Sexy Italian’s a dark horse in the hatch scene
Romance is a very hard emotion to deal with when it peters out. We’ve all been there, mostly at the end of a phone, to be told it’s over. And that’s the feeling you get when you look at the Alfa Romeo brand.
Here is an Italian car manufacturer that makes drop-dead gorgeous motors that are admired by everyone, including rivals. So where did it all go wrong?
Well, there are a number of reasons people lost the passion for Alfas. Germany was producing excellent cars, Korea was making great value-cars, and the slow turnover of new cars and the over reliance of using the parts bin from parent group Fiat turned buyers off the sexy Italian.
To survive, and reignite the passion for the Alfa brand, the Italians needed to look at new product and technology, without losing the appeal of the Alfa badge. So, from the end of 2015, Alfa will start making a new range of saloons, SUVs and coupes in both rear- and four-wheel drive derivatives.
The fear then is that current Alfas, like my recent test car, the Giulietta, will be put on the chopping block well before their time. But I absolutely loved it and I’d say there’s still a good shelf life left for this desirable hatch.
There is no mistaking that the Giulietta is gorgeous, even though the look hasn’t changed since it was launched back in 2010 – no complaints here. Last year Alfa tweaked the mechanicals and it is now a much better car to drive with running costs that put many superminis to shame.
There’s something different about an Alfa, and you really have to own one to enjoy its unique personality. They look different and feel different, and this is why my affection grew for the Giulietta. It was a break from the norm and I was sad to see her go.
Updated in 2014, the facelift has seen new lights, grille and bumpers, but the design isn’t radically different. What is much improved is the updated engine and running gear.
My test car was powered by the 1.6JTDm-2 (105bhp) diesel engine. The diesel it replaced was loud and unrefined, and this new-and-improved version is much, much better.
For a 1.6 with only 105bhp and a 60-litre tank, I was amazed at the fuel economy. Alfa claims you can get 4.0 litres per 100km on a long journey, but even though I didn’t reach the fours, I was happy with my 5.2 litres per 100km, eking out almost 900km to a full tank of diesel.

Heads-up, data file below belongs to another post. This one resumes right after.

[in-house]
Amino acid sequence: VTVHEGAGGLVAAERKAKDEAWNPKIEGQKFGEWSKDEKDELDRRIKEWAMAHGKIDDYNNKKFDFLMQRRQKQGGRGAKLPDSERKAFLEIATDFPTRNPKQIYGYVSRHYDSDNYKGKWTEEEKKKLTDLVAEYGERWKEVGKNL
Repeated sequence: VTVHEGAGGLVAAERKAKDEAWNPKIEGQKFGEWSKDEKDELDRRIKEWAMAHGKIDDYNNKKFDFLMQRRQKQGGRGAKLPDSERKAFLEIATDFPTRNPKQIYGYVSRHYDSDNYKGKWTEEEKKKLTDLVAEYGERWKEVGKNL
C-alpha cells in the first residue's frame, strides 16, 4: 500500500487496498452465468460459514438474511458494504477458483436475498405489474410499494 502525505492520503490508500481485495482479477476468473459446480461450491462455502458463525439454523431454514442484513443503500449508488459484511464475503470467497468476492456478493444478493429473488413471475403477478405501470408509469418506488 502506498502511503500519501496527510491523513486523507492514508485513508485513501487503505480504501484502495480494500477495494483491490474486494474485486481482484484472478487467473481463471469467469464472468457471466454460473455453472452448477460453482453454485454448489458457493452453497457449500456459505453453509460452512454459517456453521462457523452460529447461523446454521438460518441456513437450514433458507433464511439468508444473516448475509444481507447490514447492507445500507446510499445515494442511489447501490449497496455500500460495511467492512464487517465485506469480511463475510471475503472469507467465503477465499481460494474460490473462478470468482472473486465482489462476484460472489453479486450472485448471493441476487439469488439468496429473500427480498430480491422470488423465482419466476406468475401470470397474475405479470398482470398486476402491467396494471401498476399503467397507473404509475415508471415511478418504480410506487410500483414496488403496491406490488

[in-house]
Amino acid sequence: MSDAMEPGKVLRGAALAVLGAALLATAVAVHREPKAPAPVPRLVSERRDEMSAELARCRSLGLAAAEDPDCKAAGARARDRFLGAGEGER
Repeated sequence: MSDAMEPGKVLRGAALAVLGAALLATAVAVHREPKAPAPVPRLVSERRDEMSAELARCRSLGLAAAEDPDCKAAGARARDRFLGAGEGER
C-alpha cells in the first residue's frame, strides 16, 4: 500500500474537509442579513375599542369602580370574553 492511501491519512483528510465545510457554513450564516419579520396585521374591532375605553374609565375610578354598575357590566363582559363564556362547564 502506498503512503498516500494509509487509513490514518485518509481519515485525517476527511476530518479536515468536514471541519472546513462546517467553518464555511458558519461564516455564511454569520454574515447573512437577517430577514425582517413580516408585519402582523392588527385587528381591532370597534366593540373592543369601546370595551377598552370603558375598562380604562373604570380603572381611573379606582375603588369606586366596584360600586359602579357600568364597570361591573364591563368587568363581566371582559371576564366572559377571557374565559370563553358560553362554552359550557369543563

And performance also is surprising sprightly, especially when you choose dynamic mode. A chunky chrome DNA (Dynamic, Normal and All-Weather) switch sits at the bottom of the centre console and this allows you to transform the Giulietta from a normal cruising car to a sharper driving machine.
It handles very well also and it put a smile on my face when I got on to the back roads. There’s enough performance to give you a sporty drive and the grip is equally satisfying. I would have liked the steering to be a little bit more weighty, as it feels a little light. Another issue I had with the little Alfa, and this is a problem with many of the Fiat family, is the pedal box is far too small, with no resting place for your left foot.
Inside the Giulietta, the cabin feels well made and a lot more refined than other products in the Fiat line-up. There is plenty of equipment, with a neat touch-screen info-tainment system smack in the middle of the dash. My Exclusive model had a long list of goodies, including 17-inch alloys, cruise control, rear parking sensors and leather interior with sports steering wheel, and the all-important space-saver spare wheel.
Until the new products from Alfa finally reach us, the Alfa range, including the Mito, Giulietta and 4C are targeting a small market. They are all fine, but I was particularly taken by the Giulietta. It is a different feel to the normal small hatches and oozes Italian style. It has improved significantly, and may just add a few more customers to the Alfa brand.